Date
22 May 2018
Young guys on skateboards and an older man on a bike. Most people will reach their peak bone mass between the ages of 20 and 30, and the bone loss is expected with aging, which will affect the mobility. Photo: Reuters
Young guys on skateboards and an older man on a bike. Most people will reach their peak bone mass between the ages of 20 and 30, and the bone loss is expected with aging, which will affect the mobility. Photo: Reuters

Down to the bones: How to spot and confront a silent ailment

“Most people will reach their peak bone mass between the ages of 20 and 30,” says Joy Tsai, MD, of MGH Endocrinology. “While some amount of bone loss is expected with aging, it is important to identify if you have very low bone density so your doctor can make recommendations to help prevent broken bones. Osteoporosis is a silent disease.”

Here, Tsai talks about the ways in which you can spot osteoporosis and better your bone health:

What is osteoporosis?

Osteoporosis is a disease of decreased bone mass and strength leading to an increased risk of fracture (a broken bone). About one in two women and one in four men age 50 or older are expected to break a bone due to osteoporosis.

It’s important to obtain a DXA test to screen for low bone density. Much like checking a cholesterol blood level to screen for abnormal cholesterol levels, a bone density test is a helpful tool to screen for low bone density. We recommend you have a bone density test after age 65 if you are a woman, after age 70 if you are a man, or after age 50 if you are a woman or man who has had a fracture as an adult or have certain risk factors.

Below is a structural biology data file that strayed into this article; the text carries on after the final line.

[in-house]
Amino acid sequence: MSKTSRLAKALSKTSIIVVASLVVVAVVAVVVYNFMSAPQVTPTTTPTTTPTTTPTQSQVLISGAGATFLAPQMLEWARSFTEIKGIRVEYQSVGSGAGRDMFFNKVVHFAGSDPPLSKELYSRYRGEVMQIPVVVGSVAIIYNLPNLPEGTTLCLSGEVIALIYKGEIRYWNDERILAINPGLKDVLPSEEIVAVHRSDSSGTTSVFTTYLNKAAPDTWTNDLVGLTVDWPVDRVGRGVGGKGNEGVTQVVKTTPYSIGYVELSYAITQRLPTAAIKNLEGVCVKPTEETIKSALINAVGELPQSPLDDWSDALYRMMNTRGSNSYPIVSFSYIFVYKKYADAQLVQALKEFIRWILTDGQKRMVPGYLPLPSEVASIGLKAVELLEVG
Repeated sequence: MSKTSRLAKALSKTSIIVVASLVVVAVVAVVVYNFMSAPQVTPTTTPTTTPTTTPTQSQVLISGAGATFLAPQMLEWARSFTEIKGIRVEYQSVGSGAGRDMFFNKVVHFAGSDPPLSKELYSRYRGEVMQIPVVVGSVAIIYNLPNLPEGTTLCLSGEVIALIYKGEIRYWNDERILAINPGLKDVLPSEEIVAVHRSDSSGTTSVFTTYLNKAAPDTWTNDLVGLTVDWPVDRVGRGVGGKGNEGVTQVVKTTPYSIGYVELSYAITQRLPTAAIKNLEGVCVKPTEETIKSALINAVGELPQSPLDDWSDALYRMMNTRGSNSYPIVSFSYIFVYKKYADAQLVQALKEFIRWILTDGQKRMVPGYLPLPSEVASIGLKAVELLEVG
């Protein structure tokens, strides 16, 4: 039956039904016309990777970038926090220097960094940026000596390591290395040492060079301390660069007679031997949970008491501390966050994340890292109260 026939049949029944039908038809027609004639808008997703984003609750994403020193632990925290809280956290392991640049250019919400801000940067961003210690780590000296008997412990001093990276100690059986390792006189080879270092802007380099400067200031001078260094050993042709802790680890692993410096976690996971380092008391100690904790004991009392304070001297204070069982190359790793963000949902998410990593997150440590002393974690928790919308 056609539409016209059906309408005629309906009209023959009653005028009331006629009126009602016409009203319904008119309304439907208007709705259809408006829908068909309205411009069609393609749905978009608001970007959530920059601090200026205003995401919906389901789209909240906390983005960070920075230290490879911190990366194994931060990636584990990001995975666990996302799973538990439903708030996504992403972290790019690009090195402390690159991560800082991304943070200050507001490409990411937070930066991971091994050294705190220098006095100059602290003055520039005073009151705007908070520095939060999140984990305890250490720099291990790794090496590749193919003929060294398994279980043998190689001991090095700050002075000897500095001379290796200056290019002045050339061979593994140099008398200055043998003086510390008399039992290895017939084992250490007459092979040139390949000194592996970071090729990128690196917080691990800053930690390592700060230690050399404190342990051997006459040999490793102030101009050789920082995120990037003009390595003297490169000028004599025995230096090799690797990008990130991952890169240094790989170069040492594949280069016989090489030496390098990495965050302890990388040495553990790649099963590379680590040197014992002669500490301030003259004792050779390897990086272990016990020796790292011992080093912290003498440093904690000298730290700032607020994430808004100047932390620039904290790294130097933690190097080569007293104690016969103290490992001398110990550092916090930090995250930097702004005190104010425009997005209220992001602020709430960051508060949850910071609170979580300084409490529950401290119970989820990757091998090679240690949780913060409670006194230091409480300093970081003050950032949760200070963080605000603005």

How do you know if you are at risk for a bone fracture?

The main tool we use to assess bone health is the DXA test – or a bone mineral density test. It uses two different X-ray beams to estimate bone density in your spine and hip. There are also a variety of risk factors for fractures such as other medical conditions including diabetes, breast cancer and emphysema. Certain medications such as steroids can also increase your risk as can a family history of osteoporosis.

What steps can you take to improve bone health?

Literally taking “steps” will help improve your bone health. Staying active with weight-bearing exercises, which may be as simple as walking, will help keep your bones strong. Additionally, adequate calcium intake is important since bone is mostly made up of calcium-containing mineral.

If you already have osteoporosis, your doctor may recommend a prescription medication in addition to maintaining a healthy lifestyle with exercise and a calcium-rich diet. Lastly, avoiding falls is a good way to prevent fractures. You can talk to your doctor about various strategies to minimize the chance of falls.

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BN/CG

More health and well-being tips from MassGeneral Hospital experts:

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6 ways to banish bedtime worrying that interferes with your rest

Five things you need to know about colon cancer screenings

Understanding why exercise works for just about everything

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